Part Two: So Was it Exessive Force?
So, what are we looking at? A situation where an elderly man, in his 60s, is taken down by an officer when he “went the wrong way” here at USP Tucson. The officer (let’s call him Officer Burt) told the old prisoner to put his hands up because he was going to cuff him.
The prisoner, named Montgomery, did as he was told, and in the action, he put his hands up straight in the air. Officer Burt paused, then roughly pinned Montgomery to the fence, then took him down to the hot cement… all this while visitors to the prison for the religious service stood mere feet away.
Is this “Rodney King 101”, where an officer can justify rough and excessive treatment of an elderly prisoner, who happens to be on psyche medication? How will the prison justify this action? Normally this is a simple task for the prison to do; they’d just ignore the prisoner complaint and discredit anything we say. After all, nobody believes prisoners: that’s the running theory.
But there’s a problem with that this time: there were witnesses from outside the prison. Those volunteers for religious service came from ministries outside the prison, right here in Tucson. Will the prison say that those people didn’t see what they saw? Or, will those visitors believe Officer Burt’s story, and make Montgomery the villain? I might wager the latter, but it depends on what those people from religious service is willing to believe. I mean, I know what I saw; they saw the same thing.
So now the problems in society; the abuse of authority by officers, now reflects in this prison (which has always been an issue). This isn’t new: officers have been roughing up prisoners for the longest time, but the prison never took accountability, because it’s always our word (the prisoner) vs their word (the prison). But now with about 5—6 visitors from a ministry, looking on while Officer Burt virtually assaults a 60+ year old man, breaking his glasses and drawing blood, the prison has to find a way to spin this.
It was also interesting to note: I saw officers running to the scene when the “deuces” were hit (a call on the hand unit for help). I could be wrong, but when some of them arrived, they were hesitant to physically get involved because they saw the visitors. Had they NOT been there, would they have been more aggressive? Even the second officer with Burt seemed hesitant to assist Burt, possibly having a moral check; was he thinking, “is this the right way to go about this?”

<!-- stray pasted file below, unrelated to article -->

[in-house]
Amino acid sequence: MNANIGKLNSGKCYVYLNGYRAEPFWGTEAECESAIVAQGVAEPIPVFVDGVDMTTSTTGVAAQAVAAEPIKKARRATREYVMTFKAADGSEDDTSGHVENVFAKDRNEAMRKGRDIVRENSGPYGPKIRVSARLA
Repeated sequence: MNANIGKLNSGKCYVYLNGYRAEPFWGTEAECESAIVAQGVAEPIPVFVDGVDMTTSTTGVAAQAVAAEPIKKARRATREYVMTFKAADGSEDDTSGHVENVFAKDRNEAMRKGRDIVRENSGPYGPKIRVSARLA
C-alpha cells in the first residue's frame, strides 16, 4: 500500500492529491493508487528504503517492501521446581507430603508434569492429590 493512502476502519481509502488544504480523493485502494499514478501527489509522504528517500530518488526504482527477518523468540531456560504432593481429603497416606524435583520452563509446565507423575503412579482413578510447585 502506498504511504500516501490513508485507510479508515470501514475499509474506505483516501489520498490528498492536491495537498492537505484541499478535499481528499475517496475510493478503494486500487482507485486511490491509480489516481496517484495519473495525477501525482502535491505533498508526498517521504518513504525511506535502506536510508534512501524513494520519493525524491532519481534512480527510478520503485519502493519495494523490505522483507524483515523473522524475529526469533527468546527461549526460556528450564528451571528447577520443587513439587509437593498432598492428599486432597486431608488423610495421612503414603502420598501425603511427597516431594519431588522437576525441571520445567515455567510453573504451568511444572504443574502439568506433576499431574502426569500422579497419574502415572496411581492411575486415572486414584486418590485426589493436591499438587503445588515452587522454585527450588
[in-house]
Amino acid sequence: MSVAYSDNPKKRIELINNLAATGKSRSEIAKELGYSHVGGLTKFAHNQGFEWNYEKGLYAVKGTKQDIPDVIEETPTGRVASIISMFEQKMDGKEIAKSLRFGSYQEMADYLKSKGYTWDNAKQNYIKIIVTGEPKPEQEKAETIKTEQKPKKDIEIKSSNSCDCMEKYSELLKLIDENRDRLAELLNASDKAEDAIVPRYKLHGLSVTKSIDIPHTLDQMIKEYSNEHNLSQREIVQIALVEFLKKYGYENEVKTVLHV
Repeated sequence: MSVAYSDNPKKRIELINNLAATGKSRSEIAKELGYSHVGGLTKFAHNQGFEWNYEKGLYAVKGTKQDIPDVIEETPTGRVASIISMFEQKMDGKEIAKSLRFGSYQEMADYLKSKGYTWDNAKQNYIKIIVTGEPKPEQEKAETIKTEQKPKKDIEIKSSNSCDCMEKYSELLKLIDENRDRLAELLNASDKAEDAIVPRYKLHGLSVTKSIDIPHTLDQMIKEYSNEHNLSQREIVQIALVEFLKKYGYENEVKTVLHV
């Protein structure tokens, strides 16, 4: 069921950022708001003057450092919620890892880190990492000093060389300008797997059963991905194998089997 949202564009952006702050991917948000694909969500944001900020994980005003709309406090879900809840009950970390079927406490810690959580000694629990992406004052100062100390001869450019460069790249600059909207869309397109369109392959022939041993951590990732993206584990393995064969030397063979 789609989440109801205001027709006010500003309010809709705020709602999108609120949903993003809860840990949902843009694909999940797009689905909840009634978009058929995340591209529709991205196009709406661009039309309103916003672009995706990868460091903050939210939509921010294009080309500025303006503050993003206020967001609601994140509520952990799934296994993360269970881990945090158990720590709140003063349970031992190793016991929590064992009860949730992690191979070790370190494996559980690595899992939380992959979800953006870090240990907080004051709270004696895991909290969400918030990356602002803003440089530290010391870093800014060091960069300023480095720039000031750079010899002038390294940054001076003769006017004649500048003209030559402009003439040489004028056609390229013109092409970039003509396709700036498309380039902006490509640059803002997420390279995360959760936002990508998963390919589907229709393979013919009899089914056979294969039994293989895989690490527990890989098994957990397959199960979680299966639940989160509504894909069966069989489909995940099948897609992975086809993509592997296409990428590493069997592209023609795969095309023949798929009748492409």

So, what happens now? If I know this prison, they’ll defend the shield and do the wrong thing. An officer with a quick-temper showed poor judgment and excessive force on an elderly man on medication in front of a group of volunteers from outside the prison: witnesses. There is no question that in my eyes, my friend’s eyes, the prison surveillance and the volunteers who saw the incident that all the facts were congruent. It all matches.
So, IF the prison chooses to side with Officer Burt, they are wrong, and no different than abusive police officers who beat people or kill them, then justify it to the victim. Something has to be done to restore respect to these officers, and I fear that this prison may not be capable of doing that.
Proverbs 17:15 says:
“He who justifies the wicked, and he who condemns the just, both of them alike are an abomination to the Lord”.
I don’t expect the prison to do the “right thing”, because it would be an admission that they make mistakes. And they’d never admit that to prisoners. They’d rather cover it up, discredit or forget the valid points of view we give. Yet in doing this, prison abuse flourishes. Just two weeks prior to this incident, a man was murdered in the SHU (Specials Housing Unit) based squarely on prison ignorance and neglect. Officers have been accused of discrimination, yet the prison has been slow to act, if at all.
Bad behavior by officers is ignored, or even rewarded, since many get promotions; but half questionable behavior by prisoners have been met with full frontal condemnation.
Where does it end? Sadly, at this rate, it won’t. Prisons don’t learn from their mistakes, even if it is shown on television shows a hundred times. Prisons believe they can do what they want to prisoners because it’s some given right; and if (when) they do abuse people, it’s like Las Vegas: “What happens in [prison] stays in [prison].” Besides, who believes prisoners anyway?
But I didn’t lose my humanity when I got locked up. I still have values, so I will stand strong on this, regardless of what people say or think. Prisoner or not, people should be treated with a level of respect until something critical changes the situation. Officer Burt is known for having a temper; I had a run in with him before, and I am not a fan of his tactics at all. That doesn’t make me prejudiced against him (from one black prisoner to a black officer). I think he’s a bad officer, and persecutes prisoners because he can get away with it; and nobody working at USP Tucson has the intestinal fortitude to hold him accountable. Lots of officers here are like that: not ALL, because there are a couple of “good” officers here, but people like Officer Burt make prison so much harder than it needs to be.
The punishment is to BE in prison, not the abuse done by any officer. So, this incident which happened several years ago, as I look back at it. Montgomery got his family to sue the prison for abuse, which I helped by documenting what I saw. I hope it got Burt fired. But, years later, not much has changed. Bad officers get promoted, while the good ones leave, going elsewhere.
USP Tucson has gotten worse since then, so, I have to keep writing.